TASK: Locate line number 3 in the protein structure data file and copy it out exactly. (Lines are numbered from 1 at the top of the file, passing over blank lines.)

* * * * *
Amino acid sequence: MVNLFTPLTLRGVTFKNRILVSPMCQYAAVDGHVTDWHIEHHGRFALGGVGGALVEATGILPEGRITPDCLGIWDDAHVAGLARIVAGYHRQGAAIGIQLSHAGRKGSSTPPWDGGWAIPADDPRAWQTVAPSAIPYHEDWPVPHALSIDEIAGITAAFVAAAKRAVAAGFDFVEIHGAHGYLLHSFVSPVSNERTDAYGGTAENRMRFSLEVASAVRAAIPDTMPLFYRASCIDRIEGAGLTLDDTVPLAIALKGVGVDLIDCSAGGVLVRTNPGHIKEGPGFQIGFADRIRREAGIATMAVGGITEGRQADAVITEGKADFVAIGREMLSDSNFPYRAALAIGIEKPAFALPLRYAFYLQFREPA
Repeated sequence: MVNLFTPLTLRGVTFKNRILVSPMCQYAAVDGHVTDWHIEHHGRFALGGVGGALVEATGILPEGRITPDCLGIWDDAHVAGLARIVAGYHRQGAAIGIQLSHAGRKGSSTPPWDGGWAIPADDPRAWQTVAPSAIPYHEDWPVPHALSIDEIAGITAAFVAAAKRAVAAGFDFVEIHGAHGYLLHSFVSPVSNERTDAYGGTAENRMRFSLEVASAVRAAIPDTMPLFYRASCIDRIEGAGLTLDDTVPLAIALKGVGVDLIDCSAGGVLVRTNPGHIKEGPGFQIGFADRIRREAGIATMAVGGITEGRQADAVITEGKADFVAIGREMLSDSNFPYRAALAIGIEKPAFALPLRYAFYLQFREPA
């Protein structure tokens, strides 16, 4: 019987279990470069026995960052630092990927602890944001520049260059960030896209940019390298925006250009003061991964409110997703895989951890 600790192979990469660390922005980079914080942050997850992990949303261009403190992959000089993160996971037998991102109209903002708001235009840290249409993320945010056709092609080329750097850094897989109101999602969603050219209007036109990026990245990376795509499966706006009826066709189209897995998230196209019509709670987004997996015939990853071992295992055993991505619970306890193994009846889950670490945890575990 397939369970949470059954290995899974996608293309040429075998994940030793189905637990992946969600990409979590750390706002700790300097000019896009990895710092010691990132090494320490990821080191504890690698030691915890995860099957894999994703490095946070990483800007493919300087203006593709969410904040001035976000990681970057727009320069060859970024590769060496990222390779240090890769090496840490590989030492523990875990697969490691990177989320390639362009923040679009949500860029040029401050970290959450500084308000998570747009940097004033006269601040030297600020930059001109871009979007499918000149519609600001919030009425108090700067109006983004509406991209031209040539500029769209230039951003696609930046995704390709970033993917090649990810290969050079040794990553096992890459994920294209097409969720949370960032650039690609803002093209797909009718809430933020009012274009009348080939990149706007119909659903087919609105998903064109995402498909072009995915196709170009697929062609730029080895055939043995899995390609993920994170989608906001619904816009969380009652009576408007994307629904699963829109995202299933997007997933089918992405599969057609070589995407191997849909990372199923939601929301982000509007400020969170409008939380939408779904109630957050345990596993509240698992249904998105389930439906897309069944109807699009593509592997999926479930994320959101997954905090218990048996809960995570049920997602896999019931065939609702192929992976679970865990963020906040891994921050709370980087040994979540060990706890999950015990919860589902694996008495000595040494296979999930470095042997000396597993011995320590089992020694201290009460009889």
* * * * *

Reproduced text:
């Protein structure tokens, strides 16, 4: 019987279990470069026995960052630092990927602890944001520049260059960030896209940019390298925006250009003061991964409110997703895989951890 600790192979990469660390922005980079914080942050997850992990949303261009403190992959000089993160996971037998991102109209903002708001235009840290249409993320945010056709092609080329750097850094897989109101999602969603050219209007036109990026990245990376795509499966706006009826066709189209897995998230196209019509709670987004997996015939990853071992295992055993991505619970306890193994009846889950670490945890575990 397939369970949470059954290995899974996608293309040429075998994940030793189905637990992946969600990409979590750390706002700790300097000019896009990895710092010691990132090494320490990821080191504890690698030691915890995860099957894999994703490095946070990483800007493919300087203006593709969410904040001035976000990681970057727009320069060859970024590769060496990222390779240090890769090496840490590989030492523990875990697969490691990177989320390639362009923040679009949500860029040029401050970290959450500084308000998570747009940097004033006269601040030297600020930059001109871009979007499918000149519609600001919030009425108090700067109006983004509406991209031209040539500029769209230039951003696609930046995704390709970033993917090649990810290969050079040794990553096992890459994920294209097409969720949370960032650039690609803002093209797909009718809430933020009012274009009348080939990149706007119909659903087919609105998903064109995402498909072009995915196709170009697929062609730029080895055939043995899995390609993920994170989608906001619904816009969380009652009576408007994307629904699963829109995202299933997007997933089918992405599969057609070589995407191997849909990372199923939601929301982000509007400020969170409008939380939408779904109630957050345990596993509240698992249904998105389930439906897309069944109807699009593509592997999926479930994320959101997954905090218990048996809960995570049920997602896999019931065939609702192929992976679970865990963020906040891994921050709370980087040994979540060990706890999950015990919860589902694996008495000595040494296979999930470095042997000396597993011995320590089992020694201290009460009889």